People v. Olinger, 79217

CourtSupreme Court of Illinois
Writing for the CourtBILANDIC
Citation223 Ill.Dec. 588,680 N.E.2d 321,176 Ill.2d 326
Parties, 223 Ill.Dec. 588 The PEOPLE of the State of Illinois, Appellee, v. Perry OLINGER, Appellant.
Docket NumberNo. 79217,79217
Decision Date17 April 1997

Page 321

680 N.E.2d 321
176 Ill.2d 326, 223 Ill.Dec. 588
The PEOPLE of the State of Illinois, Appellee,
Perry OLINGER, Appellant.
No. 79217.
Supreme Court of Illinois.
April 17, 1997.
Rehearing Denied June 2, 1997.

Page 325

[176 Ill.2d 332] [223 Ill.Dec. 592] Ronald D. Haze, Chicago, for Perry Olinger.

Jim Ryan, Attorney General, Criminal Appeals Division, Chicago, State's Attorney Whiteside County, Morrison, Steven J. Zick, Assistant Attorney General, Chicago, for the People.

[176 Ill.2d 333] Justice BILANDIC delivered the opinion of the court:

Following a jury trial in the circuit court of Whiteside County, the defendant, Perry Olinger, was found guilty of the murders of three individuals and sentenced to death. This court affirmed defendant's convictions and death sentence on direct appeal. People v. Olinger, 112 Ill.2d 324, 97 Ill.Dec. 772, 493 N.E.2d 579 (1986). Defendant subsequently filed a second-amended petition for post-conviction relief, which the circuit court dismissed without conducting an evidentiary hearing. He appeals to this court from the

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[223 Ill.Dec. 593] dismissal of his post-conviction petition. 134 Ill.2d R. 651(a).

During the morning of May 25, 1982, James Adams was found dead in his home in Rock Falls, Illinois. Later that same morning, Gordon Stevens and Debra Bushman were found dead in their home in nearby Sterling, Illinois. After a five-month investigation by various law enforcement agencies, defendant and a codefendant, William Duncan, were charged by indictment with the three homicides, and with armed robbery, armed violence and conspiracy. Defendant and Duncan were tried simultaneously before the same jury. The jury found them both guilty as charged. Defendant and Duncan each waived his right to a jury for sentencing. In separate sentencing hearings, the circuit court sentenced defendant to death and Duncan to life imprisonment.

This court ultimately reversed Duncan's convictions and remanded his case for a new trial, holding that Duncan's trial should have been severed from defendant's [176 Ill.2d 334] trial. People v. Duncan, 124 Ill.2d 400, 125 Ill.Dec. 265, 530 N.E.2d 423 (1988), on remand from Illinois v. Duncan, 484 U.S. 806, 108 S.Ct. 53, 98 L.Ed.2d 18 (1987), vacating People v. Duncan, 115 Ill.2d 429, 106 Ill.Dec. 1, 505 N.E.2d 307 (1987). As noted, this court affirmed defendant's convictions and sentence on direct appeal. This case is now before us following the circuit court's dismissal of defendant's post-conviction petition.

Trial Evidence

The evidence presented at defendant's trial is detailed in this court's opinion on direct appeal. People v. Olinger, 112 Ill.2d 324, 97 Ill.Dec. 772, 493 N.E.2d 579 (1986). The evidence showed that Tina Taber discovered the body of her boyfriend, James Adams, lying on his kitchen floor surrounded by a large pool of blood and blood spatters at approximately 10:15 a.m. on May 25, 1982. Taber also found Duncan asleep on a couch in the adjoining living room. Duncan did not respond when Taber called him, so Taber shook Duncan awake. Duncan did not appear to understand when Taber told him that Adams was hurt. Duncan was wearing the same clothes he had on the night before, and there was no blood on him. Taber and Duncan waited for the police to arrive. An autopsy revealed that Adams was the victim of a deep knife wound to his neck and five blows to the head. The weapon used to kill Adams was never recovered.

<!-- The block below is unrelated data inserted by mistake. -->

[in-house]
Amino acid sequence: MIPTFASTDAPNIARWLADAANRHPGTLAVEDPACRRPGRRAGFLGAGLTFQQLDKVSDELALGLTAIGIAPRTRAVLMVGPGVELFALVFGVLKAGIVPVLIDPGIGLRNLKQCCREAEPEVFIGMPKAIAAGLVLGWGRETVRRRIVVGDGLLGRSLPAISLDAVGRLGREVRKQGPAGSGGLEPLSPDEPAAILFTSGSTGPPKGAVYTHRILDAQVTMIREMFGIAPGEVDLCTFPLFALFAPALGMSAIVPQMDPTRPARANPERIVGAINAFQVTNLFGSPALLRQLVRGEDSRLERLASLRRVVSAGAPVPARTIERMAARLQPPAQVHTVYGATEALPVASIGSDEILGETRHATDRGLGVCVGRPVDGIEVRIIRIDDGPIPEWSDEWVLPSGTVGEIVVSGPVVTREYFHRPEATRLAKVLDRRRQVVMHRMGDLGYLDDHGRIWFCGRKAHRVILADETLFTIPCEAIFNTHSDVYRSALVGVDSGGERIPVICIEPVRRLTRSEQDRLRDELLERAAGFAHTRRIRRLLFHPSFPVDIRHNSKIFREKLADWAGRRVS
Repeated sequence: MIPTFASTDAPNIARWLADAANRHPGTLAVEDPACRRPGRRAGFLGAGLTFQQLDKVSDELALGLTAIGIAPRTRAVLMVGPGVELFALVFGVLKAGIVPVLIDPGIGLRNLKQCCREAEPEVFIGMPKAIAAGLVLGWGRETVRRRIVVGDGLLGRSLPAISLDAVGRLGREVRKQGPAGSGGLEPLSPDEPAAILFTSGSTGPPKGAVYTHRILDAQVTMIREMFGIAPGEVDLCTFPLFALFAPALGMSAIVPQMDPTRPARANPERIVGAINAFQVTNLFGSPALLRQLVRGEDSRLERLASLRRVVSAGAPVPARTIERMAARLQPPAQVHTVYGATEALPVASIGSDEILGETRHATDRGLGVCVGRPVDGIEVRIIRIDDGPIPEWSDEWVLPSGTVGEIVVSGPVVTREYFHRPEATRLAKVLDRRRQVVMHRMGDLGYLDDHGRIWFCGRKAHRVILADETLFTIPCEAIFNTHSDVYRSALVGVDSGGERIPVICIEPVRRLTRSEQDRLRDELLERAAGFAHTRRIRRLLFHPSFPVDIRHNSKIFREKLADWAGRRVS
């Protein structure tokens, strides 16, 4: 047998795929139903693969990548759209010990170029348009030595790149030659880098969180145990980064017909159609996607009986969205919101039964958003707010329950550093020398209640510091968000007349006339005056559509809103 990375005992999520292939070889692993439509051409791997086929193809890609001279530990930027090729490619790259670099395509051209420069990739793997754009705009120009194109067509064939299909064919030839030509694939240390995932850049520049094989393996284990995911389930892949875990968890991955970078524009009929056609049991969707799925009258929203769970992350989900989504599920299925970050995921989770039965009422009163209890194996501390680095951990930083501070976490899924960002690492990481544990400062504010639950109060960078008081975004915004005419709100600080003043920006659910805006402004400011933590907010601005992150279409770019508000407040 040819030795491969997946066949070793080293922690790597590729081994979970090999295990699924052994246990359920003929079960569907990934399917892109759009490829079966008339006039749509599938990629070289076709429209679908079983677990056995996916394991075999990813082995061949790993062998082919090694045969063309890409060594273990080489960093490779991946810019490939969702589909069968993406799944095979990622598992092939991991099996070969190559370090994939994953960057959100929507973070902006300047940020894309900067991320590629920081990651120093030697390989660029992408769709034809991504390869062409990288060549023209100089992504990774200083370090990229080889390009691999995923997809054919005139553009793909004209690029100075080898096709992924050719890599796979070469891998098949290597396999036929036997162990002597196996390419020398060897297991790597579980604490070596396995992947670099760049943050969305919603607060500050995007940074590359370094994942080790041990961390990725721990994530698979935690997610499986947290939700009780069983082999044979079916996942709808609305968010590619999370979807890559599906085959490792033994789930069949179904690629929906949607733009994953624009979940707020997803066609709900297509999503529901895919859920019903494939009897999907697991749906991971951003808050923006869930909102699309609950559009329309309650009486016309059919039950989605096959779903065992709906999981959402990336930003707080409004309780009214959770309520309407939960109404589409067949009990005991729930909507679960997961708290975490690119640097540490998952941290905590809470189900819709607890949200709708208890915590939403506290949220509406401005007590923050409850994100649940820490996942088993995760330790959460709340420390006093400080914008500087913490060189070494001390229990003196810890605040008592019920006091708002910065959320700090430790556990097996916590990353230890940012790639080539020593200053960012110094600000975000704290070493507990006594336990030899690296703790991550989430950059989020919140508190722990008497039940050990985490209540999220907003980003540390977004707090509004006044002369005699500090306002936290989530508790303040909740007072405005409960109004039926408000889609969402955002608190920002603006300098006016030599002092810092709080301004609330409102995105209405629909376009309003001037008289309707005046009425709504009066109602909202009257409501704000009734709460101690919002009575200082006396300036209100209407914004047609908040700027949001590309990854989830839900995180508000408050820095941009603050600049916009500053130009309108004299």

Duncan testified in his own defense that he had slept through the attack on Adams. He stated that he had drunk at least 10 beers between 5 p.m. on May 24 and 3:30 a.m. on May 25, had taken a substantial amount of cocaine and marijuana between midnight and 5:30 a.m. on May 25, had not slept for three days and had taken a sinequan capsule around 6 a.m. on May 25. He then fell asleep on the couch. The next thing he remembered was being awakened by Taber.

At approximately 11:30 a.m. on May 25, 1982, a friend of Debra Bushman discovered the body of Gordon [176 Ill.2d 335] Stevens in the house that he shared with Bushman. The friend found the front door ajar, although it customarily was kept locked. She entered, saw Stevens' body and called police. Upon arriving at the scene, the police discovered Debra Bushman's body lying in a hallway. There were no signs of forced entry into the house. Autopsies revealed that Stevens and Bushman each died from a single gunshot wound to the head, inflicted at close range with the same .22 Magnum pistol.

The State's evidence against defendant was as follows. It was undisputed that defendant knew victims Adams and Stevens. Defendant told police that his association with Adams and Stevens had been "like a triangle"; they each helped the others to sell drugs when they had some available.